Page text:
At their Monday, October 7, meeting, Falmouth selectmen unanimously approved an application to the Massachusetts Emergency Management Agency to replace the glass roof at the Falmouth High School gymnasium.
“It would allow it to function as an emergency shelter to supplement the shelter function we have at the high school already,” Town Manager Julian M. Suso said.
The grant requires a 25 percent local match, which would be built into the school department’s capital budget. An old verbal estimate places the cost of roof replacement between $600,000 and $900,000, meaning the projected local match would be $225,000.
The glass roof prevents the gymnasium from being an emergency shelter. Its replacement would allow the town to accommodate 156 additional people at the school in the event of an emergency.
The finance committee also supported the grant funding request, but recommended obtaining a current cost estimate for the application.
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Selectmen read a proclamation declaring October 20 Community Media Day. The proclamation touted the importance of Falmouth Community Television.
“Falmouth Community Television plays a vital role in the building of our community by encouraging conversations about our common interests, increasing discourse around policy issues, fostering understanding of local cultures and sharing information to improve our lives,” Chairman Megan E. English Braga read.
Debra Rogers, CEO of FCTV, thanked the board for its proclaimation. She described Community Media Day as an event intended to raise awareness of free speech and community media.
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Falmouth selectmen accepted a pair of donations on behalf of the police and fire departments.
Falmouth Police received $6,318 through the Bulletproof Vest Partnership program. These funds can be used to purchase National Institute of Justice compliant armored vests.
The police and fire departments also received a $9,050 first responder Naloxone grant, which can be used to purchase Naloxone, which affects opioids during an overdose. It is typically administered as a spray into a person’s nostrils.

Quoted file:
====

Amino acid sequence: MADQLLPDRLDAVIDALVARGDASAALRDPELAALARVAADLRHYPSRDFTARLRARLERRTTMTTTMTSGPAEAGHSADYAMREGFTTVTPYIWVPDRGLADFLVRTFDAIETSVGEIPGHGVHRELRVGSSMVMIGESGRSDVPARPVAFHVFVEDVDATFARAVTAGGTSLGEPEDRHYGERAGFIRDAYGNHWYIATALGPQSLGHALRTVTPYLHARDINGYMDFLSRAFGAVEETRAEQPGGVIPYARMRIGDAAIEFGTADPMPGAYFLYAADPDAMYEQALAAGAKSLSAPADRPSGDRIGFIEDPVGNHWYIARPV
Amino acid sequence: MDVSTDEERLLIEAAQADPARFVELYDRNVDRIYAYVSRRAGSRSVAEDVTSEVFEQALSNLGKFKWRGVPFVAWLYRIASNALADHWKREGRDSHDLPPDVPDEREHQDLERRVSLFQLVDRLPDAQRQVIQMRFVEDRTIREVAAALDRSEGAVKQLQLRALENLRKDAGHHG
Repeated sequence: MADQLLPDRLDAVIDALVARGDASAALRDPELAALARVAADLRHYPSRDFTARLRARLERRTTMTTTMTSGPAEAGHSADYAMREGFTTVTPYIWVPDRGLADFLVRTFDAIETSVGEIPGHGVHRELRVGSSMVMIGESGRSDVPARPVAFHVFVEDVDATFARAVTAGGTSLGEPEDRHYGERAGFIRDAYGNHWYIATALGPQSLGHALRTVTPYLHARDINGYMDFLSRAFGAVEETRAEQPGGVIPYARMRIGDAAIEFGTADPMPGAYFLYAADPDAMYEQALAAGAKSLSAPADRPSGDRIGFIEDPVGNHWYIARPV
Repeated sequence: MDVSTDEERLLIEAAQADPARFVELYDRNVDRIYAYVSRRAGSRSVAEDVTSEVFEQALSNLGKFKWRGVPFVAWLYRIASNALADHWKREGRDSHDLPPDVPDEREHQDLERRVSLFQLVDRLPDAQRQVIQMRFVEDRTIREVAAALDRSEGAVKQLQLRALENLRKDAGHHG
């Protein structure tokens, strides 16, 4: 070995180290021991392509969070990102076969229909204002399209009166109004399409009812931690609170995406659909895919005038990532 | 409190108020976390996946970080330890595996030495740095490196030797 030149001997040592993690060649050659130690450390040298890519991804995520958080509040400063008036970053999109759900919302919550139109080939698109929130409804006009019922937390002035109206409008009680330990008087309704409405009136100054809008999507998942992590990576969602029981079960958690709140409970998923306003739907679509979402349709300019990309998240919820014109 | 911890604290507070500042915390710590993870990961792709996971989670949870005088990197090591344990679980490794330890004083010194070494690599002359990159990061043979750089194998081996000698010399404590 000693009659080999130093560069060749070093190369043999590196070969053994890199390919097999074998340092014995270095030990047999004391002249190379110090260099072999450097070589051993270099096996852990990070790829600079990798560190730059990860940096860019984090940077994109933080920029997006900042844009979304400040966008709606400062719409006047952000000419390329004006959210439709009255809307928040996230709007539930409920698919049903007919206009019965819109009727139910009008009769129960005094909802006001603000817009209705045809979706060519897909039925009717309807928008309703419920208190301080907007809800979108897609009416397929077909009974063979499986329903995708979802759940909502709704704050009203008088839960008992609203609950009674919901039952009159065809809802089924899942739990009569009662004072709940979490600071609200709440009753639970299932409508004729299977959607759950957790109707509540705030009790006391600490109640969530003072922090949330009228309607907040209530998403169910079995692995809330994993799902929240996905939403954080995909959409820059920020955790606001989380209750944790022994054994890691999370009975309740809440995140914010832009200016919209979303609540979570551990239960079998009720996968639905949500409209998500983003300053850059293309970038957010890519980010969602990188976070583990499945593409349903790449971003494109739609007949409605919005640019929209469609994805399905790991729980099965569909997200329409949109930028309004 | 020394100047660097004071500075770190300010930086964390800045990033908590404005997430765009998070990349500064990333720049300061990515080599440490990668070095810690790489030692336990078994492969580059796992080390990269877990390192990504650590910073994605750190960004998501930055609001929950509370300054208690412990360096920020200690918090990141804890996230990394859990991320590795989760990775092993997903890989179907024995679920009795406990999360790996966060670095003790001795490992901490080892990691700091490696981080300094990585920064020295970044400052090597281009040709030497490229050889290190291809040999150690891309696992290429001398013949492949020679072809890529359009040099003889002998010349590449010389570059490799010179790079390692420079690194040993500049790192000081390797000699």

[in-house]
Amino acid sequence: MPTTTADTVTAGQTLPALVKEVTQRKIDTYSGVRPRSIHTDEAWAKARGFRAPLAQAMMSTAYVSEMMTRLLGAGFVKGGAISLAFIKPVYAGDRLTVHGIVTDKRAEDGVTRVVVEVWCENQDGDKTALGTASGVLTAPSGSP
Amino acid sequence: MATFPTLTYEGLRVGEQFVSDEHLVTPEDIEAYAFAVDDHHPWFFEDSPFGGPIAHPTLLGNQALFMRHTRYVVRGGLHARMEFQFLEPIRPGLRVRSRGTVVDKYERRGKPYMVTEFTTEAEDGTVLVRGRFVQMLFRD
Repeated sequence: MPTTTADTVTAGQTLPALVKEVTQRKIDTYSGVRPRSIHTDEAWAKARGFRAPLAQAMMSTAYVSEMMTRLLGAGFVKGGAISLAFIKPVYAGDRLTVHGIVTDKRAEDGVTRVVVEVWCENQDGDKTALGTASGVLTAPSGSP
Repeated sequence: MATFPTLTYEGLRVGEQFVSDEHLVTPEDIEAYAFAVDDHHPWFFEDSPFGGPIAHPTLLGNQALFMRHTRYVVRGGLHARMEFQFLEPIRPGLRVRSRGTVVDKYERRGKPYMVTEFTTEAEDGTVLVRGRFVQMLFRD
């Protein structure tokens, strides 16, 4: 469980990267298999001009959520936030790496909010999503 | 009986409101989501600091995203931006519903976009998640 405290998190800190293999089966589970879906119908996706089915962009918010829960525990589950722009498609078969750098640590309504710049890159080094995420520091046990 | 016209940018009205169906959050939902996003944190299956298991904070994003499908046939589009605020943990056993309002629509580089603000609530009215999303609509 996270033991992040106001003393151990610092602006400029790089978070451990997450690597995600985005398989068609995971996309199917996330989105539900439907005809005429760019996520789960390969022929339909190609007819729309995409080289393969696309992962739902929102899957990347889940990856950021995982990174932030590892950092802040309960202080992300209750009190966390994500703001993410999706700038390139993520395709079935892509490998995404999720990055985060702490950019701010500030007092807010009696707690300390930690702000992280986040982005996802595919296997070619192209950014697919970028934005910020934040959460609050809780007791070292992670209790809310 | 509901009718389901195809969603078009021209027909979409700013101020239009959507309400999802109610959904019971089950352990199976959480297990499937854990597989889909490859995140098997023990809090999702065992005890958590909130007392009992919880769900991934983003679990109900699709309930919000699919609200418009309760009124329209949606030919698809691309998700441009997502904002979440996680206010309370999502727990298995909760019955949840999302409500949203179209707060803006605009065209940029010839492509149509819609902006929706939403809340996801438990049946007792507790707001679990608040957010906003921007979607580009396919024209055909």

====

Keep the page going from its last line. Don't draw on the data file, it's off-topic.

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Selectmen unanimously granted a variance for an off-premise sign to the Gosnold Treatment Center to promote National Prescription Drug Take Back Day on Saturday, October 26. Gosnold may now place up to 10 signs around town to promote the event.
National Prescription Drug Take Back Day runs From 10 AM to 2 PM at the Falmouth Police Station. People will be able to anonymously drop off any unused, expired and unwanted prescription drugs there for safe disposal.
The event is sponsored by Gosnold, the Falmouth Police Department and The Prevention Partnership.
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Selectmen authorized using $1,213 from the Recreation Department donation account to purchase six Tournament Diller Pickleball sets. Each set includes a portable net with a frame, four Pickleball paddles, four indoor Pickleball balls and a carrying case. The purchase also includes a 12 pack of outdoor Pickleball balls.
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Selectmen approved two Eversource petitions, allowing the company to install two poles on St. Marks Road and an 4-inch conduit and handhole on Teaticket Path.
Though not opposed to the new pole, Michael Pavan of St. Marks Road urged caution.
“The existing pole is leaning quite a bit,” Mr. Pavan said. “All the poles are leaning away from the street, but the last pole the two new poles would connect too is leaning quite a bit more.”
He said Eversource should straighten the crooked pole now, prior to the installation of new poles.
“They should want to make sure they start from a straight pole,” he said.
Ms. English Braga said the request will be passed along to Eversource.
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Selectmen approved the annual Chris Wetherbee Memorial Toy Ride, which will go from Buzzard Bay to The Navigator on Ashumet Road on Sunday, November 3.
“This is a motorcycle ride that has been done in our community for 31 years, and named in honor of my mother for 20 years,” Tammy Baptiste said.
The ride has a different route this year, ending at The Navigator rather than the Carriage House. The ride will not go through center of town, as it has in prior years.
Those interested in donating toys for the Memorial Toy Ride can do so during the event, at Cape Cod Harley-Davidson or at ShoreWay Acres. Collected toys will be donated to the Housing Assistance Corporation.
“It is a great event for a great cause, but it often causes consternation for the noise it causes,” Selectman Douglas H. Jones said.
Ms. Baptiste said riders will be asked to keep it down, noting motorcycles are subject to noise regulations.